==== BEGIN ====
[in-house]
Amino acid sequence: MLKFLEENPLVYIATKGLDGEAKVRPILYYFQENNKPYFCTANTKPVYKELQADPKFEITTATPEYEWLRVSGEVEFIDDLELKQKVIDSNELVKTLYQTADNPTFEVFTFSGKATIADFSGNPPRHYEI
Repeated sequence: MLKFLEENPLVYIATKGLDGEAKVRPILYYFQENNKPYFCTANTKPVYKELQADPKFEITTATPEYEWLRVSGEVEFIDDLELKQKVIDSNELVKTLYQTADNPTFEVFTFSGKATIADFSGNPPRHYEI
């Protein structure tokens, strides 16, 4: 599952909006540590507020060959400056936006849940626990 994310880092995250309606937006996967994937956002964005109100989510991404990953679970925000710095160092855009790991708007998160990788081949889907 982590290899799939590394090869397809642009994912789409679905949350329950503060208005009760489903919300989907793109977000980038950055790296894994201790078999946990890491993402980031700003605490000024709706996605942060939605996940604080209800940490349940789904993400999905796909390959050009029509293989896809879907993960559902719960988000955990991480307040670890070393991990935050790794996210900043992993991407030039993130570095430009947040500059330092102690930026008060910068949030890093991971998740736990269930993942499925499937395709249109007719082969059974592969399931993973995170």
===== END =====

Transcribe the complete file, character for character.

[in-house]
Amino acid sequence: MLKFLEENPLVYIATKGLDGEAKVRPILYYFQENNKPYFCTANTKPVYKELQADPKFEITTATPEYEWLRVSGEVEFIDDLELKQKVIDSNELVKTLYQTADNPTFEVFTFSGKATIADFSGNPPRHYEI
Repeated sequence: MLKFLEENPLVYIATKGLDGEAKVRPILYYFQENNKPYFCTANTKPVYKELQADPKFEITTATPEYEWLRVSGEVEFIDDLELKQKVIDSNELVKTLYQTADNPTFEVFTFSGKATIADFSGNPPRHYEI
């Protein structure tokens, strides 16, 4: 599952909006540590507020060959400056936006849940626990 994310880092995250309606937006996967994937956002964005109100989510991404990953679970925000710095160092855009790991708007998160990788081949889907 982590290899799939590394090869397809642009994912789409679905949350329950503060208005009760489903919300989907793109977000980038950055790296894994201790078999946990890491993402980031700003605490000024709706996605942060939605996940604080209800940490349940789904993400999905796909390959050009029509293989896809879907993960559902719960988000955990991480307040670890070393991990935050790794996210900043992993991407030039993130570095430009947040500059330092102690930026008060910068949030890093991971998740736990269930993942499925499937395709249109007719082969059974592969399931993973995170």